November 11, 2013
The Efficient Velo Tools (EVT) Safe Zone mirror has been a valued accessory of mine for the past five years. Starting with the handlebar-mounted variety, I’ve used mirrors from at least three other manufacturers. EVT is head and shoulders above any of those in terms of quality, durability, and overall performance.
The man behind the Safe Zone mirror is Brett Flemming, EVT owner/operator and Portland, Oregon-based Bike Gallery service manager. EVT predominantly manufactures tools for bicycle mechanics that outperform anything else on the market. The rest of the market follows, usually a year or two later, as he continues to innovate. The Safe Zone mirror linkage is based on a coolant hose used in the EVT factory that is designed to be both adjustable and secure.
The key combination of features here is arm length and mirror size. When correctly installed and adjusted, the user enjoys a large viewing area with no blind spot. While most report an initial period of weirdness, I rarely notice the mirror's presence until needed. I do, however, occasionally go to check my mirror while walking. It’s usually not there, unless I’m on one of my semi-annual inebriated-with-helmet walkabouts.
With individually adjustable and removable linkage, durability is unparalleled. The base attaches to the helmet with zip ties through vent holes for easy adjustment and removal. For helmets without vents, a little epoxy will do the trick, albeit negating easy removal. Additional bases are available for moving between helmets quickly. If dropped, or for storage, the linkage separates from the base easily. A co-worker caught his on a garage door, the mirror separated and fell to the ground, and all was reassembled in moments with full functionality.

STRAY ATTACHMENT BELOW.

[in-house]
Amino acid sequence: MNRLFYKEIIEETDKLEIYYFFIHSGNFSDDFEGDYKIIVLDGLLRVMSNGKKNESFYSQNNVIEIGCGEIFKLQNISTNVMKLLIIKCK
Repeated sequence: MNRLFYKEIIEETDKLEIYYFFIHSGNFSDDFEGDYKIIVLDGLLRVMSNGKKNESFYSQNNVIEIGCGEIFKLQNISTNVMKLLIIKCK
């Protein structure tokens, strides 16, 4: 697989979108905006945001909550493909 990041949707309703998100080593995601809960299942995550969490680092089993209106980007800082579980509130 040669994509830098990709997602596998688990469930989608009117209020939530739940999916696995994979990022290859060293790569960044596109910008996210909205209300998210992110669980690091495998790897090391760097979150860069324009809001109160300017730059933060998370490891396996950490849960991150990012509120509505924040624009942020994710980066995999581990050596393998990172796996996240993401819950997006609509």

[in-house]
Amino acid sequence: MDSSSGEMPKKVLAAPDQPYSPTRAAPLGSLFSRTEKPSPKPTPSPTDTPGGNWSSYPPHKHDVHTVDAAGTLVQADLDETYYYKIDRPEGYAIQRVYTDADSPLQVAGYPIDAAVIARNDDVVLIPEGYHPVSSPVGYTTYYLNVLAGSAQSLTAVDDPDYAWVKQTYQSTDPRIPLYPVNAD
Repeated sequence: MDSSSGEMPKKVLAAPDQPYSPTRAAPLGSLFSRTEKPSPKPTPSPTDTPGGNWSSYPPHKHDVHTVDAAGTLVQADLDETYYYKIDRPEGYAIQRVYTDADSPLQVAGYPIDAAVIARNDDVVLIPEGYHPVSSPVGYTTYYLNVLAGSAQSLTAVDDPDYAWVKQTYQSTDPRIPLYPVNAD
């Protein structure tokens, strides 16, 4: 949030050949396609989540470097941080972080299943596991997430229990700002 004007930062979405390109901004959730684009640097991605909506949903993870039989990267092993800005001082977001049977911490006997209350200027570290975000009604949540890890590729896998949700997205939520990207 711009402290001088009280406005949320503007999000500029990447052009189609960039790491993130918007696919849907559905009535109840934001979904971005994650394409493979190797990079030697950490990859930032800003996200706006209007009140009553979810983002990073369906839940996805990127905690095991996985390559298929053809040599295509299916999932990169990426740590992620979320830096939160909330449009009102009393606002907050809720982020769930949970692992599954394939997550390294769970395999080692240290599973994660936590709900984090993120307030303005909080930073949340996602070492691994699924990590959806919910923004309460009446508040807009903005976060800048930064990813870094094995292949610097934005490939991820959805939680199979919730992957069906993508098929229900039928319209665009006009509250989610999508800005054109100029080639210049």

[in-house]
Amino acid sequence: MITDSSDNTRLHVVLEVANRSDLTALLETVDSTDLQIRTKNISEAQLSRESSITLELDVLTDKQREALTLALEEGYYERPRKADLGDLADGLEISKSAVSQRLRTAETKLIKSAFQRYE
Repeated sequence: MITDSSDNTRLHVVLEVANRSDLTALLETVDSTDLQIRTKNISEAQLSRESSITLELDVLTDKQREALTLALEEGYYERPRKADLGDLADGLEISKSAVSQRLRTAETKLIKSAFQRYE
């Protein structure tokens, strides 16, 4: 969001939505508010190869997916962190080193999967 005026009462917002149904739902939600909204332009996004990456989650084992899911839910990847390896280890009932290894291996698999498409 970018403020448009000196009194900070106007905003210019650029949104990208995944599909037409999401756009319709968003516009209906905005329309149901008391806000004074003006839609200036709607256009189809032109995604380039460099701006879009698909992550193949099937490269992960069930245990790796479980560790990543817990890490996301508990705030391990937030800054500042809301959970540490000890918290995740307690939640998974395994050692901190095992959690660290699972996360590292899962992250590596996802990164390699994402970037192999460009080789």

The most common error in adjustment is to set the mirror for a simultaneous straight-ahead and rear view. One should adjust the mirror so a slight turn of the head to the left is required for a clear view to the rear, similar to the amount of head movement one makes when checking the side view mirror of a car. In addition to a less restricted view, this technique has the benefit of avoiding being blinded by headlights from the rear at night.
In the interest of full disclosure, this product may not be for everyone. Bespectacled folk occasionally report that the frame of their glasses interferes with viewing angle. Those with aesthetic considerations may not agree with the half-antenna look you’ll be sporting with this item. You may also attract questions such as, “that thing really work?” as well as unsolicited commentary like, “that thing don’t work!” You have been warned.
Also, kissing your significant other goodbye (or hello) when helmeted should be approached with a renewed sense of caution.
Photos of Geoff and Gage provided by Patrick Finley
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